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My model is getting data I need, but I'm not sure how to organize it in the way I need. I have it where the model pulls a team, and a player. The issue is when mapping my data to the model it gives me duplicate teams, and doesn't allow me to call players individually. essentially I have a new object for each player, but I want a new object for each team instead, and without duplicates. I also want each team to have a player property where I can pull an individual player.

Here is what I have so far.

Current method

public HashSet<Player> getPlayers()

    {
        var myHashset = new HashSet<Player>();

        const string storedProc = "aProc";

        dynamic players;

        using (var conn = DBconnection.myConnection())
        {
        players = conn.Query(storedProc, commandType: CommandType.StoredProcedure);
        }

        foreach (var record in players)
        {
            var myPlayer = new Player
            {
                team = record.team,
                player = record.player
            };

            if (myPlayer != null)
            {
                myHashset.Add(myPlayer);
            }
        }
        return myHashset;

Model

public class Player
{
    public string team { get; set; }
    public string player { get; set; }

}

So in conclusion I need it to return an object that checks the data to see if the team is a duplicate. If it is then add the player to the team that currently exists. If it is a new team then create the team, and add the player.

What stored Proc returns when executed in visual studio

It returns a table that is laid out like this.

RowID --- player --- Team
1 --- roy --- bengals
2 --- nick --- bengals
3 --- jeff --- browns
4 --- carl --- steelers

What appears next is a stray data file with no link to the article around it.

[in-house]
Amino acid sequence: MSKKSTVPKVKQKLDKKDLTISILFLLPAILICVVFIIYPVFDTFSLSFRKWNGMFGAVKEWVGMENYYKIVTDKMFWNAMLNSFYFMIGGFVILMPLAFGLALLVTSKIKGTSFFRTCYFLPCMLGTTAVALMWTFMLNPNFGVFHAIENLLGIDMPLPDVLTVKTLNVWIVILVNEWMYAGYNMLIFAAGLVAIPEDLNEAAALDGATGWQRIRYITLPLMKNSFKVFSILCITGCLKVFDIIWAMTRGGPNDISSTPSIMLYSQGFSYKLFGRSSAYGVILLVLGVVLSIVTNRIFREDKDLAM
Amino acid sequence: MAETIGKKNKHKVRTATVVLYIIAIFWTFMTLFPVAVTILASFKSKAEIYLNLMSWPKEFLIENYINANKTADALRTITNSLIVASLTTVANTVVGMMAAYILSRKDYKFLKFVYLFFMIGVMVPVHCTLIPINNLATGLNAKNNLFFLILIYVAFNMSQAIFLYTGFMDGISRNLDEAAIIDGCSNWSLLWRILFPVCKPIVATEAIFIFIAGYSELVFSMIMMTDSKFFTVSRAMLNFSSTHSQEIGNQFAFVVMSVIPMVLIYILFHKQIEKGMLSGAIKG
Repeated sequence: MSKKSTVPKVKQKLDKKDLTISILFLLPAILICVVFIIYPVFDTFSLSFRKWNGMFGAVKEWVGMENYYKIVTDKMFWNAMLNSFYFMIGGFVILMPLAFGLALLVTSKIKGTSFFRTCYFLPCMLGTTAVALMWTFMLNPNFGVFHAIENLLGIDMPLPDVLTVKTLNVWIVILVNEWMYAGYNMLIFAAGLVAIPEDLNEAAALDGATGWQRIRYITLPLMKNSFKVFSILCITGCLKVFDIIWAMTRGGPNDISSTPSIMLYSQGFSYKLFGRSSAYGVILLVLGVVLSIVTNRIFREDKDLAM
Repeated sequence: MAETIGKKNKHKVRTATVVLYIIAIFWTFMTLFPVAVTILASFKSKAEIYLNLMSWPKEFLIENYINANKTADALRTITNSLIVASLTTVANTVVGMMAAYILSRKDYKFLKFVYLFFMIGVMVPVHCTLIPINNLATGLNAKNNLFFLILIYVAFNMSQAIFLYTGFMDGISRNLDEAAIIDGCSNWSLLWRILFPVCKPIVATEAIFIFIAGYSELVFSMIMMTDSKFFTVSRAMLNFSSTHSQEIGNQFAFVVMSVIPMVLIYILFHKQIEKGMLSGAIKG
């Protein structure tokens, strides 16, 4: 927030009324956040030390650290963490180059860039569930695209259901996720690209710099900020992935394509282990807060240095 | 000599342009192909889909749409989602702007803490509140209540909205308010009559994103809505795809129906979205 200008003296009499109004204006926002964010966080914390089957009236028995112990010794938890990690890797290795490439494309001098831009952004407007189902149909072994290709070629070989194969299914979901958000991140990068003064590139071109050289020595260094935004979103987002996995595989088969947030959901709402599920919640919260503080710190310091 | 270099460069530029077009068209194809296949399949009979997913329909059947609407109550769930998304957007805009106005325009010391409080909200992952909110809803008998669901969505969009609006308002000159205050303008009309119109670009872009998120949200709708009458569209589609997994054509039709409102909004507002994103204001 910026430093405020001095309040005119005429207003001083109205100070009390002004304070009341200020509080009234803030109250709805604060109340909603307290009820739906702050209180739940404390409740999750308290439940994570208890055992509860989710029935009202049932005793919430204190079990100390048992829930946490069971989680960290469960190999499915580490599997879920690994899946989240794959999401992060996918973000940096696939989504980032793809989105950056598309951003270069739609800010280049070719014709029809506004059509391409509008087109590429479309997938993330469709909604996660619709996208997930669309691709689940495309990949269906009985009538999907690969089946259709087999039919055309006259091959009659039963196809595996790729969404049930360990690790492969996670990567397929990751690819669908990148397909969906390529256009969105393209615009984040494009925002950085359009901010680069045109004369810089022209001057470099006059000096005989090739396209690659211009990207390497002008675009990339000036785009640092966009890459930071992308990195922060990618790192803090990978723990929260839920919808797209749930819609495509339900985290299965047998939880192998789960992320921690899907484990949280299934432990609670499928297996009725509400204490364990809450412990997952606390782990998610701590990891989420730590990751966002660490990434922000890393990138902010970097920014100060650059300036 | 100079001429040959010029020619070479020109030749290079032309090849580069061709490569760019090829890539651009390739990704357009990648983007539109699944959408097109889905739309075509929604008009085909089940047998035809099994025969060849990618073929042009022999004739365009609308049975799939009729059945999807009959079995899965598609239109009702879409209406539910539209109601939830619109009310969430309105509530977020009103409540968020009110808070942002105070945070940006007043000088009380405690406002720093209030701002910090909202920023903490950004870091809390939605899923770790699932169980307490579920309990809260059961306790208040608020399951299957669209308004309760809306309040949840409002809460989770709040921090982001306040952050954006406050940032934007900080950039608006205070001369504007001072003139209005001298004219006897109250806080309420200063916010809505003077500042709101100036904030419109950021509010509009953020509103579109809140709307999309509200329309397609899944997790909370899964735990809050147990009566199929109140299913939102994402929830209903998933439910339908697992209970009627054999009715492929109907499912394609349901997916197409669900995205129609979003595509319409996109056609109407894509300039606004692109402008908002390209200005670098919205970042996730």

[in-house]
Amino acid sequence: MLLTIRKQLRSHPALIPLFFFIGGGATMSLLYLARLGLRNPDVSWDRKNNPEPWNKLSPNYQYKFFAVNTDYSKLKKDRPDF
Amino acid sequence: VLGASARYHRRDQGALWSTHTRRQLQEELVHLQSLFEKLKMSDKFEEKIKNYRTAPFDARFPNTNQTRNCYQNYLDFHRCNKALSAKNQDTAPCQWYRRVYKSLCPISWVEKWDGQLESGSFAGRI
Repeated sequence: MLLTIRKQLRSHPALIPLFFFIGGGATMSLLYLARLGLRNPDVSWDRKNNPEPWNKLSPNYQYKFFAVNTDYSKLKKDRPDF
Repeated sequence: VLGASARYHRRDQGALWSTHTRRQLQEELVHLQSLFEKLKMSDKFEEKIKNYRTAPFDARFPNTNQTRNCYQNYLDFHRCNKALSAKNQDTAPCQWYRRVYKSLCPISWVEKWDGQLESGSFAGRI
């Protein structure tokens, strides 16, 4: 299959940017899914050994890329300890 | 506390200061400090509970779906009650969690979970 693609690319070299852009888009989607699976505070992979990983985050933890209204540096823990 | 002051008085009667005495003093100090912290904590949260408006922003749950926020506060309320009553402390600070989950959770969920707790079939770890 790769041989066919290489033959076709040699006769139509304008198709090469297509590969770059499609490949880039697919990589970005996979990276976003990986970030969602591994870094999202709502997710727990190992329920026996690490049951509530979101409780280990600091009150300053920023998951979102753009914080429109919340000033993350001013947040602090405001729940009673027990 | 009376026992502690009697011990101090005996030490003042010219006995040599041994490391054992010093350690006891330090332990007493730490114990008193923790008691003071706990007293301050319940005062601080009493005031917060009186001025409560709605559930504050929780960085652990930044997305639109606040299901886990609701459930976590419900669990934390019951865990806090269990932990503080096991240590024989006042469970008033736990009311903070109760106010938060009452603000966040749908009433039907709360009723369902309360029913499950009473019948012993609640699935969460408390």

• I'm guessing this isn't copy and pasted from your actual application as there are a number of errors in the code which would mean it would not compile. The following line for example: myHashset.Add(player); Where does player come from? It does not exist in the current scope. I'm assuming you're meaning to add myPlayer? – GaryEmery Jun 5 '15 at 12:31
  • 1
    no it isn't. sorry. I don't have the code on me at the moment, and just went to free hand it. I am out of town for the weekend, but wanna try and get this done by Monday if i can remote into my network. Aside from the edit correcting Punctuation though this should compile. I am using Dapper as an ORM. if that affects anything. Thanks for any and all help. – alphamalle Jun 5 '15 at 12:33
  • Sounds like a linq issue, not a problem with your model. – Mark C. Jun 5 '15 at 12:33
  • From the issue you describe I am going to guess the issue is with your stored procedure and not the code here. Try running the stored procedure in isolation on your database to see what data it returns. – GaryEmery Jun 5 '15 at 12:35
  • @GaryEmery I added an edit to display what the stored proc would return if executed in management studio. – alphamalle Jun 5 '15 at 12:47
2

I suggest you review your model structure.

public class Team
{